Oh, and at some point I am definitely picking up the Rocketeer collection!

The full skinny on the Deathlok Masterwork.

in the same way dc is doing hardcovers of the entire runs for gotham central, starman, alan moore’s swamp thing, giffen/dematteis jli, and morrison’s jla, i’d like to see the same treatment for hitman, suicide squad, morrison’s doom patrol, ostrander’s spectre, and levitz/giffen legion.

i’d also love to see marvel premiere classics hardcovers for the thor frog saga, the x-men in asgard stories, the x-men brood saga, new mutants demon bear/legion stories, and some sienkeivicz moon knight.

and of course, seeing some trades for miracleman, flex mentallo, and birds of prey #8 would be quite nice.

Speaking of Tarzan and strip reprints, I wish someone would reprint the Hal Foster-Burne Hogarth run from the ’30s and ’40s. Even the ’90s NBM-Flying Buttress reprints go in the $50+ range today.

And, if you haven’t already read them, I recommend Fantagraphics’ Popeye by Segar, huge tomes that Amazon is selling for under $20 each.

I’ll second the recommendation for Popeye. I’ve been getting one volume a year for Christmas for 3 years now, and they’re great. Really reasonably priced, too.

I hate it when something is left out of collected editions. Like when Marvel did AoA without reprinting Legion Quest, or the Onslaught paperbacks that skipped the issues from Generation X.

There’s a HC Asgardian Wars in the pipeline.

The X-Men Brood material from the 150s and 160s has never had a colour reprint has it ? At least the Demon Baear stuff was out first in pbk in the 80s and then with the Legion material in NM classics.

I loved The Warlord back in the day and am enjoying the current series. Really wish DC would spring for Grell (or almost anyone) to re-ink the old issues that Vince Colletta inked back in the day. you can see Grell’s art get better and better as the series progresses, and then Vince Colletta starts inking…

And Greg, I’m sure that you too would like to see some Essentials of the classic Marvel westerns. Unlike DC, Marvel seems to have zero interest in doing omnibus volumes of Rawhide Kid, Two-Gun Kid, Kid Colt, etc.

HELL yeah. I was all over Marvel Westerns. It was one of my favorite collections I bought last year. (And currently available from Amazon for a great price, by the way.) But I’m wondering if it sold. Marvel reprint guys, if you read this, an Essential Kid Colt Outlaw would probably do a lot better for you… many of us who are hesitant about those expen$ive full-color hardcovers will gladly spring for an Essential.

[…] • Greg Hatcher at sibling blog Comics Should Be Good! looks at the best reprint collections of 2009. […]

I’m going to have to disagree with Dale there, I feel that the Vince Colletta inked Warlords are miles better than the ones Grell inked himself. There’s a certain predictability about Grell’s inking that doesn’t work on this type of genre, sort of like the Kirby-Colletta THOR books. That random scratchy inking of Colletta’s works better to create the medieval look of Warlord. No disrespect to Grell’s inking which was great.

Colletta’s inking on Warlord is unfortunate. The early issues, inked by Grell himself, and the later issues, inked by Bob Smith, are so much nicer. They’re all great to read, though.

Has that Phantom collection actually come out yet? Amazon had it listed for September, then December, and now January, and there aren’t any reviews yet. I can’t wait!

Dark Horse has a LOT of Tarzan Sunday strips that it needs to reprint: Hal Foster, Russ Manning, Gil Kane, Mike Grell, Gray Morrow… What’s not to love?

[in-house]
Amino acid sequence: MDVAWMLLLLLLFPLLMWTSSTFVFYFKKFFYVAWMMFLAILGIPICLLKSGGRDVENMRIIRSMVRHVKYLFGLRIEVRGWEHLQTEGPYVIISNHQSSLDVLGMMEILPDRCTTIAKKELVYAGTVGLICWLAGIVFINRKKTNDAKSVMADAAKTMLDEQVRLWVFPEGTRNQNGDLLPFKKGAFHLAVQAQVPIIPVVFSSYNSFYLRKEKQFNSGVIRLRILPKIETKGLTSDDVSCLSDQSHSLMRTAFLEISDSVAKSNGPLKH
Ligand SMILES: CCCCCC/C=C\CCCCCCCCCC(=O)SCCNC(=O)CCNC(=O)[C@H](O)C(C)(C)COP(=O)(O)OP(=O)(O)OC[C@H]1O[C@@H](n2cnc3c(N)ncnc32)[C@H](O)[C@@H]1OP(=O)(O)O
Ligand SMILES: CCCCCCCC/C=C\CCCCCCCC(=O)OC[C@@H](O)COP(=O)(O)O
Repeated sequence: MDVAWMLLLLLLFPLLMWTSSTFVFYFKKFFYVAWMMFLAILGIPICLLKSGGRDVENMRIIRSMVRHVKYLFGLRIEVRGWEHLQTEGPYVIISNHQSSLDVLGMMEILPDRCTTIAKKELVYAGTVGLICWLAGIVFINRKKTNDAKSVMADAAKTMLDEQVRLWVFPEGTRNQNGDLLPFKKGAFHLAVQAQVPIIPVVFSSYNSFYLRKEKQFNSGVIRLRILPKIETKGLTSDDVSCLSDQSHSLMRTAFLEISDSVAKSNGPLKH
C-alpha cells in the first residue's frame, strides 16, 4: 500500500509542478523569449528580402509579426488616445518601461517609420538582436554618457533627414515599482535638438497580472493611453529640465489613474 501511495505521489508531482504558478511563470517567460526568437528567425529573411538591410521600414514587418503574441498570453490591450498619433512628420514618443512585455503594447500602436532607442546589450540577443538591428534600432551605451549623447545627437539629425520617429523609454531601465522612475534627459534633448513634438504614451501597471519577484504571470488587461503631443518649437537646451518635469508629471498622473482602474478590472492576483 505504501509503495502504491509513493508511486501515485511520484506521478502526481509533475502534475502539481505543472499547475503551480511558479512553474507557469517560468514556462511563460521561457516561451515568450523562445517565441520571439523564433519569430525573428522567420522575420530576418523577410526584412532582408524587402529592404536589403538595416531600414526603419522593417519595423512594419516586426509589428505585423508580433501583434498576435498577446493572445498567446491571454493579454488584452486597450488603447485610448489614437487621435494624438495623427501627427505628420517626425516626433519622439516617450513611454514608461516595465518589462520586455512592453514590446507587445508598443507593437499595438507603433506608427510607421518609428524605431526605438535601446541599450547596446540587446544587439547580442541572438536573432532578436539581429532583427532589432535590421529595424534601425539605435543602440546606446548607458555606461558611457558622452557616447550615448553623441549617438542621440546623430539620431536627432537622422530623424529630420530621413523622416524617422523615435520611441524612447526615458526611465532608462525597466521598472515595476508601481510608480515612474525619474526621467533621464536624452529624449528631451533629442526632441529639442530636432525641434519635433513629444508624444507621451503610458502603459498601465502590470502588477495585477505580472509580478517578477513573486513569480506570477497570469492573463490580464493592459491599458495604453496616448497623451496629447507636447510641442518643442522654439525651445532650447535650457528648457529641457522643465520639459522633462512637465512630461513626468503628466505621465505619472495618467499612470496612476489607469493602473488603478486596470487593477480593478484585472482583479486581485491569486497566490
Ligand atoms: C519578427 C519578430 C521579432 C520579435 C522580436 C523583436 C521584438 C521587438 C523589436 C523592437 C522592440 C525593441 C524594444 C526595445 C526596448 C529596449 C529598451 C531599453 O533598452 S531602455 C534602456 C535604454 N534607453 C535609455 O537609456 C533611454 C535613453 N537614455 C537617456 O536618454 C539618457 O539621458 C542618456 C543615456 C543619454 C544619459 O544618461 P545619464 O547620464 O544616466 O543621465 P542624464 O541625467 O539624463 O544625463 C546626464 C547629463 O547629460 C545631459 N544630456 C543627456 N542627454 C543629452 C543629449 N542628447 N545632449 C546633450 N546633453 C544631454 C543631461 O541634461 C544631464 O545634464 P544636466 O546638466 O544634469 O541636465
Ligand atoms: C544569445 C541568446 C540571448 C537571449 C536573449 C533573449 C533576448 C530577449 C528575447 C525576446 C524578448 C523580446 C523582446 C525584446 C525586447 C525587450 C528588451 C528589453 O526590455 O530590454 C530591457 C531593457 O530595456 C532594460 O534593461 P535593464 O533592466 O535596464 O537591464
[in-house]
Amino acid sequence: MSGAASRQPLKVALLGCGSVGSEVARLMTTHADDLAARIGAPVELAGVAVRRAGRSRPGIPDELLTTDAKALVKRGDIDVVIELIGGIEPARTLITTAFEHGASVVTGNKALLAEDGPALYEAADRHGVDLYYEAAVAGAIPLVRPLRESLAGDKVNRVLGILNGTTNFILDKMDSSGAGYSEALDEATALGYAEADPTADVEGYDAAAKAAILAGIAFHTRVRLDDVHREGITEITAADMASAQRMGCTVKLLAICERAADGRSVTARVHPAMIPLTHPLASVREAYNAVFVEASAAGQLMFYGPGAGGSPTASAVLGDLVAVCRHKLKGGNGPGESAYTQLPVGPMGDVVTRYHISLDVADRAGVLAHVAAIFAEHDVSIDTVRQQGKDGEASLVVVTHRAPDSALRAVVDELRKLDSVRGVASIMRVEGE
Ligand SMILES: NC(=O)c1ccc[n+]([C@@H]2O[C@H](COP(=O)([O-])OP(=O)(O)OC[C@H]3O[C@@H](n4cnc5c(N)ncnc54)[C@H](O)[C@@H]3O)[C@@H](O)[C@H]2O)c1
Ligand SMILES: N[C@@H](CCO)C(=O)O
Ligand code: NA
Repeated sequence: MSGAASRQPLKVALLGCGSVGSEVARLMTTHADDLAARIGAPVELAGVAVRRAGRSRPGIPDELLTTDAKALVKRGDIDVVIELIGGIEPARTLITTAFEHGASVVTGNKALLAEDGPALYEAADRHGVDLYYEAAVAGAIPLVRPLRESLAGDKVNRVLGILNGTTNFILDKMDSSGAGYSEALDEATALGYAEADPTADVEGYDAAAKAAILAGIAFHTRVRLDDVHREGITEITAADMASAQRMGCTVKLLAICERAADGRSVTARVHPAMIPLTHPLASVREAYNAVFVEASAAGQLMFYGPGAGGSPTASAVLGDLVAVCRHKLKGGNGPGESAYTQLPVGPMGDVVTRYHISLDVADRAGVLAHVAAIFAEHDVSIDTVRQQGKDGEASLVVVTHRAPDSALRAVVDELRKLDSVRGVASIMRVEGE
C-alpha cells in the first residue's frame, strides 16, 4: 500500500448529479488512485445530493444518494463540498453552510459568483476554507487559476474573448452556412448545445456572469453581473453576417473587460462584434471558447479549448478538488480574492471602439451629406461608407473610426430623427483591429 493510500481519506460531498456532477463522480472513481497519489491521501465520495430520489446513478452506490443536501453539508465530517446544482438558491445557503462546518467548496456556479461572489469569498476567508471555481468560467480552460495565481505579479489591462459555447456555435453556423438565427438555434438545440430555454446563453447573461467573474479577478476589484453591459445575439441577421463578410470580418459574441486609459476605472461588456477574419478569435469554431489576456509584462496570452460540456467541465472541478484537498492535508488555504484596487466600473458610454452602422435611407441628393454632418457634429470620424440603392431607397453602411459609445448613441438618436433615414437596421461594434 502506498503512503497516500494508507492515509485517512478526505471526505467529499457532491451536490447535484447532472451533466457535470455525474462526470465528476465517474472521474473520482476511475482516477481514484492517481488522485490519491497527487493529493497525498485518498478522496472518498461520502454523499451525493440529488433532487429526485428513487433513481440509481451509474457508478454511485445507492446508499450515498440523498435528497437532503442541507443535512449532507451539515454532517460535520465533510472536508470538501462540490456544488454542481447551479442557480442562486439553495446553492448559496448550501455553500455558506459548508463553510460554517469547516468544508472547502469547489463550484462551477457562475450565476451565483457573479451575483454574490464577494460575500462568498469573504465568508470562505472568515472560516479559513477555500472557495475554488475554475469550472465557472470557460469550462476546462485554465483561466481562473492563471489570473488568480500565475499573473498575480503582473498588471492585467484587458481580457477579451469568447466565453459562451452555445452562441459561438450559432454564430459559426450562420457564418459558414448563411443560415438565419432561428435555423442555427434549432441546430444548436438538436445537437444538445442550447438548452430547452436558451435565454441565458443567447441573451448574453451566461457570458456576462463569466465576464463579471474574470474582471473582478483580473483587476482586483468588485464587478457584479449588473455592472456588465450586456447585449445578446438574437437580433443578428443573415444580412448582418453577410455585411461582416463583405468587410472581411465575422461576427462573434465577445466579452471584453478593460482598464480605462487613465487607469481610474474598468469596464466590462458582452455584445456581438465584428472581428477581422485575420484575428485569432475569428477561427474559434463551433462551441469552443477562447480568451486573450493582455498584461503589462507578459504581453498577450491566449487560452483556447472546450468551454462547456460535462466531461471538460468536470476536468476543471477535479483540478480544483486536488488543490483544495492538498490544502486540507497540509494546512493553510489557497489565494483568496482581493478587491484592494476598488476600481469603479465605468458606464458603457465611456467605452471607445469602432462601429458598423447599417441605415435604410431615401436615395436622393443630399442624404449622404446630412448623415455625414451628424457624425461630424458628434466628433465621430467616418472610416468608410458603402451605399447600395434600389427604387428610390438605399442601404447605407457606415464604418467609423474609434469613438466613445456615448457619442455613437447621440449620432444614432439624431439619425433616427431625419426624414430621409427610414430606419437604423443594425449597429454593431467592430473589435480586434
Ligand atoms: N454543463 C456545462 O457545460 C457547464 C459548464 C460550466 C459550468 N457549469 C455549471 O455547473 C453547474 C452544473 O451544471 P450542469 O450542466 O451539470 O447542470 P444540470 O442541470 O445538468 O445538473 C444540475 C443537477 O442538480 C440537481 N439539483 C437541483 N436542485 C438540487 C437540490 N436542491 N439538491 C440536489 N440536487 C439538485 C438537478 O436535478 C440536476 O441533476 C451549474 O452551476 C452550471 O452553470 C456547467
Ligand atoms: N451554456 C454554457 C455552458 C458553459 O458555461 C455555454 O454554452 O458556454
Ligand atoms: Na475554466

Fleisher and Ditko completed a ninth issue of Shade, the Changing Man, but it was never formally published because of the DC Implosion. It was printed in Cancelled Comics Cavalcade and would make a nice extra for a Shade volume. It’s unfortunate that the mid-1970s reprint royalties rate will probably keep this from being reprinted. (There are other short-lived Ditko projects that would go wonderfully into a Showcase, like Hawk and Dove and Beware the Creeper, but Shade really *begs* to be in color.)

Bob Smith? OK, whatever…..

I know it’s not really going back that far, but…

Finally getting new trades of Joe Kelly’s Deadpool was a huge highlight for me this year.

Kelly can write a character that is both completely over-the-top, but also extremely heart-felt.

After getting used to the current style, straight-out-insane Deadpool we have now, it was nice to go back to stories where he really wanted to make himself a better person, maybe even a hero. The early arc with Siryn is a damn good story in my eyes.

On a note more in line with the story, the Phantom collection is an awesome one. Being in Australia I already have a lot of early stories as they have been constantly published by Frew, but it would be great to have them in order in a higher quality collection. Ignoring the far more sci-fi stories that came later, The Phantom is a character that I have always loved and respected.

Why isn’t there an essential Tarzan?

Why no essential Ka-Zar?

Becuase those series were never popular. Conan is going strong today (the entire run of Marvel Conans are being reprinted), but Tarzan is virtually dead. I’d like seeing the whole of the Russ Manning newpapers strips, but I’m still waiting.

As for Ka-Zar, the whole of the Bruce Jones/Breent Anderson issues were truly classics. The Savage Tales B&W issues were a close second. IF they did reprint them though, I’m not sure I’d buy them since I’ve already got them all. What I really want to see is Jones and Anderson continue the series. I really wanted to see where Jones was taking Ka-Zar before Jim Shooeter (reportedly) wanted the comic “standarized”, hired Mike carlin, and the series was totally ruined. But the chance that will happen is virtually non-existent.

While this has been brought to my notice by getting spammed to death today, how about a 2011 edition?